Winner Winner, Chicken Dinner

Sometimes you just need to go back to the basics. Or if you're new to this whole cooking at home, meal prep, making your own food thing, the basics are a great place to start!

Enter: The whole roasted chicken. Master this super simple cooking technique and you'll always have a get-out-of-jail-free card when you need a healthy dinner idea. 

Lemon Garlic Rosemary seasoned chicken before roasting. 

Lemon Garlic Rosemary seasoned chicken before roasting. 

I love cooking whole chickens! Let me tell you why: 

  1. They are less expensive than the conveniently processed boneless, skinless chicken breast/thigh/leg.
  2. They easily feed a family of 4  with leftovers to spare (or a single person or couple for a few days...woo hoo for meal prep!) with little effort.
  3. They are a blank slate with so many flavor possibilities! With the skin still intact, you can stuff a chicken (inside the cavity and between the skin and meat) full of any combination of herbs, spices, fruits, or vegetables you like. The skin helps keep the meat moist and flavorful. Just remove the skin after cooking if you're watching your waistline or saturated fat intake. 
  4. You end up with a chicken carcass! While this may not seem like an exciting prospect, believe me...it is. With every chicken carcass (or any other form of animal/fish bone, for that matter) comes the opportunity to make a delicious, super nutritious, healing batch of bone broth! Spoiler Alert: More on bone broth next week!

Since the goal with this dish is a simple dinner, I'm sticking to some common, but very delicious, flavors this time around: lemon, garlic and rosemary. It's worth noting that the prep time for this meal is only about 20 minutes, but it does take some time to cook (up to 2 hours depending on the size of your bird), so be sure to consider that when you're thinking about starting dinner at 7pm. This recipe is better for weeknights or weekends when you can get it in the oven a couple hours before you want to eat.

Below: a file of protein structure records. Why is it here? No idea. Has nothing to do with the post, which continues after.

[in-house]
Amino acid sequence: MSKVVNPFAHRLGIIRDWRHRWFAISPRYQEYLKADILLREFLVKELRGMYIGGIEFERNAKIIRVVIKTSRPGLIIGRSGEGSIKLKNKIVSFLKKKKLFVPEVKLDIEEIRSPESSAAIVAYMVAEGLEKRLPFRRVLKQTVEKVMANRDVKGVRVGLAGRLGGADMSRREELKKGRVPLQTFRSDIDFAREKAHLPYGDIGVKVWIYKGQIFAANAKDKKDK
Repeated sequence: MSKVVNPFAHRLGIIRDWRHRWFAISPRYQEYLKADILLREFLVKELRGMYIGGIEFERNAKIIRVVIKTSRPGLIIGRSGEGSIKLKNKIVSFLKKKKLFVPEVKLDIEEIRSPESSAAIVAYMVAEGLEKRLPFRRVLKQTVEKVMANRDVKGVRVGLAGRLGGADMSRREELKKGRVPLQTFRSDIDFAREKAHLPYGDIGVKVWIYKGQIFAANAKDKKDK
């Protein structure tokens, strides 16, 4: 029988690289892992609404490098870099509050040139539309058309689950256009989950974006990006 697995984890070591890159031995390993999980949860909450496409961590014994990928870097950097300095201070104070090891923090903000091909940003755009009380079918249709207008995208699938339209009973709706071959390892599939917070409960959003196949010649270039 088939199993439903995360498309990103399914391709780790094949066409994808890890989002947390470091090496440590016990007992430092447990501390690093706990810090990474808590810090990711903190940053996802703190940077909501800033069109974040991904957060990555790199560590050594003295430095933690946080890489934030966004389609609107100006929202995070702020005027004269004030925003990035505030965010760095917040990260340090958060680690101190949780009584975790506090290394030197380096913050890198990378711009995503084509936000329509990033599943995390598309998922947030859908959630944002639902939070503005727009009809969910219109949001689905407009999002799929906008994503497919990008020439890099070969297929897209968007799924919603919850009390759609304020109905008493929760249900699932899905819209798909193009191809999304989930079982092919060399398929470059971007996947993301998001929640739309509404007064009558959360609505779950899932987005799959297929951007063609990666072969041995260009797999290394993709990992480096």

Lemon, Garlic, rosemary and sea salt make a wonderful flavor combination. 

I almost always keep some form of citrus on hand at home because it's such a great flavor addition to most poultry or fish dishes - and it makes a nice snack! It adds a boat load of Vitamin C and some natural sweetness - especially if you're using sweeter citrus like oranges. 

Garlic and sea salt are also staples in this kitchen. One of my rules for most recipes is if it calls for garlic, double it. Not so much with the salt. I repeat - do not double the salt in your recipes. ;) 

Garlic has so many wonderful health properties. It's great for heart health - studies show garlic can lower blood pressure, total cholesterol and LDL (bad) cholesterol levels. It can also boost the function of our immune system, has cancer-fighting properties, and is anti-inflammatory and antibacterial, which can aid in keeping our gut and digestion healthy and happy. It's best to chop or crush the cloves to release the beneficial sulfur compounds garlic contains. (NOTE: If you follow a low FODMAPS diet, garlic, sadly, should be left out) 

Time saving tip: You can buy chopped, minced or crushed garlic in jars at the grocery store and they have just as many health benefits as the whole clove. 

So here's the skinny on how to prepare this nutritious meal. 

Lemon Garlic Rosemary Roasted Whole Chicken with Roasted Vegetables

Makes 4+ servings

Prep time: Approximately 20 minutes

Cooking time: Between 90 and 120 minutes depending on the size of your bird. 

Ingredients: 

  • 1 whole, raw chicken (about 7 pounds)
  • 1 whole lemon
  • 4 sprigs fresh rosemary, finely chopped. Reserve several additional sprigs for stuffing the cavity and garnish if desired. 
  • 10 cloves of garlic (chopped)
  • kosher or sea salt and freshly ground pepper
  • Melted coconut oil or avocado oil 
  • Vegetables of your choice (I used brussels sprouts and sweet potato here, but you can choose any hearty vegetable you prefer - mushrooms, zucchini, eggplant, broccoli, squash, asparagus, cauliflower or beets are some great options)